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To Flush Or Not To Flush?

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Critical Need-To-Know’s About Your Family’s Flushing Habits

Each year, about 1 in 5 homeowners face a clogged toilet that requires a professional plumber to fix. So what exactly should you flush down your toilet? And more importantly… what should you never flush? Read on to learn what is really flushable and what isn’t. Plus, why it’s important to know the difference!

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To Flush or Not to Flush?

When it comes to toilets, there are really only two things that should be flushed – human waste and toilet paper. That’s it. The list of things that are truly “flushable” is short enough to count on two fingers. So what about all those other things we have been sending down the drain? Well, the list of things you should never flush is so long that you will need both hands and both feet to count them all. To help you save thousands of dollars in expensive repairs, and avoid polluting the environment, take a look at this list of things that you should never flush down the toilet.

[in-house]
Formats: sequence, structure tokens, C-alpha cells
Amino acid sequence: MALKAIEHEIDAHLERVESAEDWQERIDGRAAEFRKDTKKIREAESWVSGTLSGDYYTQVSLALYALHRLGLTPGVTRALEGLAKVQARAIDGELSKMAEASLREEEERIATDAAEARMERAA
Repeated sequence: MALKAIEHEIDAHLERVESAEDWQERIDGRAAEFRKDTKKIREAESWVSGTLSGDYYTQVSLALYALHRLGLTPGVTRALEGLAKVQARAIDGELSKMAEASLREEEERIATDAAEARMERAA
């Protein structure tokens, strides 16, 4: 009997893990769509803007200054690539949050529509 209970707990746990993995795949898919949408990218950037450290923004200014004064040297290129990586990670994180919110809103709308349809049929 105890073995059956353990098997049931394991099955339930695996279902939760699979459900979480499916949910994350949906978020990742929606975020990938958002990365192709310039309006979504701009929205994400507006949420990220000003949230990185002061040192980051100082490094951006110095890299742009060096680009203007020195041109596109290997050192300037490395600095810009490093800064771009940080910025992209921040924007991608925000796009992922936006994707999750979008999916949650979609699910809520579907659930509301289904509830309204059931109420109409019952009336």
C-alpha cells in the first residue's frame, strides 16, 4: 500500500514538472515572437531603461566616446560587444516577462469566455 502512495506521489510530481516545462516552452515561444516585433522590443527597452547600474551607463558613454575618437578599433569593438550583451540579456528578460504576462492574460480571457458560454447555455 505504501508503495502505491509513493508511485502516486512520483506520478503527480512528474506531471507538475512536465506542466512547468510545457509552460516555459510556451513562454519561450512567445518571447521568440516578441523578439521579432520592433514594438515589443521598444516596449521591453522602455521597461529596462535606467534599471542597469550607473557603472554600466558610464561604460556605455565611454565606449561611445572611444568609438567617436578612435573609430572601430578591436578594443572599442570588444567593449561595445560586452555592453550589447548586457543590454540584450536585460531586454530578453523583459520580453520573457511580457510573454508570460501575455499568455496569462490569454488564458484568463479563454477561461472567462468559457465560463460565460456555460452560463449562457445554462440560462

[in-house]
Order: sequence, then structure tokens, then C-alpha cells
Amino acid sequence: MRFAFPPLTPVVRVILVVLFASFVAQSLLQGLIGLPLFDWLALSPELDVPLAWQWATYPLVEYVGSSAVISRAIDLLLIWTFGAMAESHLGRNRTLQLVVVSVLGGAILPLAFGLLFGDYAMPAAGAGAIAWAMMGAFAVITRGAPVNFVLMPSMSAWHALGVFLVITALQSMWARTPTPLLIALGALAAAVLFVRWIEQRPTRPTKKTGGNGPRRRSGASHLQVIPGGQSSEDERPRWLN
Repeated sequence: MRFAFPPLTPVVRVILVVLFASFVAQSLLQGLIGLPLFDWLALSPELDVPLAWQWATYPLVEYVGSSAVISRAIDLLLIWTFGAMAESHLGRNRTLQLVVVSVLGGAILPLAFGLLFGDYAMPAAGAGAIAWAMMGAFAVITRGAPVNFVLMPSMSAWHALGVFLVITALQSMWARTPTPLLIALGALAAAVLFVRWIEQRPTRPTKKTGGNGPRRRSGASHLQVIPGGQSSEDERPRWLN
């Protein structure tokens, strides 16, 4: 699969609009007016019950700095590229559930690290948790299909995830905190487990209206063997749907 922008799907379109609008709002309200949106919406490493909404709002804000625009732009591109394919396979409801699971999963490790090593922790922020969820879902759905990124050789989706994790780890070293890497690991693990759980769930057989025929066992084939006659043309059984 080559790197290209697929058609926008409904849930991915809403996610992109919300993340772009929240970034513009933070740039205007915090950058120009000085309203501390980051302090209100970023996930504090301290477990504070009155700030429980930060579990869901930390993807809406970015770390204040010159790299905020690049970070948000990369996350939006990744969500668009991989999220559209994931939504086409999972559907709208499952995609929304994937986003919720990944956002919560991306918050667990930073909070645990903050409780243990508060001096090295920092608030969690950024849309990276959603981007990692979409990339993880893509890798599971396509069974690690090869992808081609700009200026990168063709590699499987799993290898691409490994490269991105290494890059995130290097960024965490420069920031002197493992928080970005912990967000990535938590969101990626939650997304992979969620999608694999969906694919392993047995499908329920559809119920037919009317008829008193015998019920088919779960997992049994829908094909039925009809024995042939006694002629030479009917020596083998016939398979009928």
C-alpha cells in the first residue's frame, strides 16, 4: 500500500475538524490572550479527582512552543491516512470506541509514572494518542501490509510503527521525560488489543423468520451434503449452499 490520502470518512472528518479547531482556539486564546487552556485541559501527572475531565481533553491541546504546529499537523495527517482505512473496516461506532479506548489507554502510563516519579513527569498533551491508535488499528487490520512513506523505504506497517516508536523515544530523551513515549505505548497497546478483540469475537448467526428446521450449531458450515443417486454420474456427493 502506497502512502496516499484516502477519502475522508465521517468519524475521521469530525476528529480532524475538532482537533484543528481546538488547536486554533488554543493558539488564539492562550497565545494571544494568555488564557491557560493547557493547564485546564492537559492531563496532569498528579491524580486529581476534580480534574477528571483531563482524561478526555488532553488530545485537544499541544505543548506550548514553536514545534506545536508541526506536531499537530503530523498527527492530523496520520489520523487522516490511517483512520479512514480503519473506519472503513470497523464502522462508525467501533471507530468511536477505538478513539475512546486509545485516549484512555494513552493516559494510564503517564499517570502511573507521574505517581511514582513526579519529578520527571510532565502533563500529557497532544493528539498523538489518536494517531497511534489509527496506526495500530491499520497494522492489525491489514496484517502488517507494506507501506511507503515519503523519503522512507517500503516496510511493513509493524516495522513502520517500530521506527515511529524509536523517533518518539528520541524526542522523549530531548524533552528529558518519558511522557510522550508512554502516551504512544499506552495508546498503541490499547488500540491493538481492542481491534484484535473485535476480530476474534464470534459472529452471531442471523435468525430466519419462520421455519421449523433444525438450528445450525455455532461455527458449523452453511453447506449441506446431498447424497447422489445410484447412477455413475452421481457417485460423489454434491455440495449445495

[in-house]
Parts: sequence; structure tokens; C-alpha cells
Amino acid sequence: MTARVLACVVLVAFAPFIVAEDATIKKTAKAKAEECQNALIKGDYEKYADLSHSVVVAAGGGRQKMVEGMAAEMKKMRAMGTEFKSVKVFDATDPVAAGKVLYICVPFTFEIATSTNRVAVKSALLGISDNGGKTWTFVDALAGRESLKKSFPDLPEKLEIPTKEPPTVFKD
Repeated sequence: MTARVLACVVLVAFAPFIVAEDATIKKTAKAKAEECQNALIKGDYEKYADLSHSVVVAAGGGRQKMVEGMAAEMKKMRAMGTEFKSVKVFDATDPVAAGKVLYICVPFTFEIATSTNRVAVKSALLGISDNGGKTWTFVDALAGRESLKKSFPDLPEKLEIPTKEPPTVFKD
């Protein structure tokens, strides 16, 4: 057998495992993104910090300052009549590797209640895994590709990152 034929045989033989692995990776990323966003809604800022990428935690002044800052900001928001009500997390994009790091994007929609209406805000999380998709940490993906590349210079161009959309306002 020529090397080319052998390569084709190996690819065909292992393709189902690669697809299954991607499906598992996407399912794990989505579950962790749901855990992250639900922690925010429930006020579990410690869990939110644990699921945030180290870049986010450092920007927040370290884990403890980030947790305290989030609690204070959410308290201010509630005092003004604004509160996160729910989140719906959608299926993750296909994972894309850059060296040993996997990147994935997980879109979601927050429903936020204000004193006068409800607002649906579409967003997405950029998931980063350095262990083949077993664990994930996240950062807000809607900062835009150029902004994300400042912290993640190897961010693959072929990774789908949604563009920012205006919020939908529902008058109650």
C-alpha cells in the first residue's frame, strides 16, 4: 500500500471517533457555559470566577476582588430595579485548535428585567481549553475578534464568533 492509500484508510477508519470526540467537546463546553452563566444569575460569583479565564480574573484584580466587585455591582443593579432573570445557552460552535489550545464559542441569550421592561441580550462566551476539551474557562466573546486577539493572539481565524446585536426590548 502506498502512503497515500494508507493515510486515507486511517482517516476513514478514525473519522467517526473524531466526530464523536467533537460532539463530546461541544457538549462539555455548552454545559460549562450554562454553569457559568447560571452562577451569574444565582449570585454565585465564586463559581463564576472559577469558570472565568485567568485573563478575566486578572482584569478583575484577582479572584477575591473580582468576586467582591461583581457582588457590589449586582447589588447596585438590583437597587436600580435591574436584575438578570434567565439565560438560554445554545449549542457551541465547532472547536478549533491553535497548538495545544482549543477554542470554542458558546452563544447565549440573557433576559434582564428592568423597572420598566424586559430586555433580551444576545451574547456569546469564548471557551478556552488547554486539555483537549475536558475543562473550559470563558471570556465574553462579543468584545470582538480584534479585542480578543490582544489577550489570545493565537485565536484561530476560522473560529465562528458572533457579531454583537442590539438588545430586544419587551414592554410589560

Most people are surprised to learn that hair will never dissolve in water. It floats and easily gets caught in the pipes on its way out of the toilet, snagging whatever comes its way. Don’t clean a brush and toss the hair in the toilet. All of those little pieces of hair can form a large hair-ball that prevents your plumbing from functioning properly.

No matter what’s on the label, “flushable” wipes do not disintegrate in water as toilet tissue does. You can test this for yourself by putting a flushable wipe and a piece of toilet paper in water for an hour. You’ll see that the toilet paper quickly breaks apart, but the wipe stays intact. That means it can lodge in sewer pipes and lead to a toilet clog.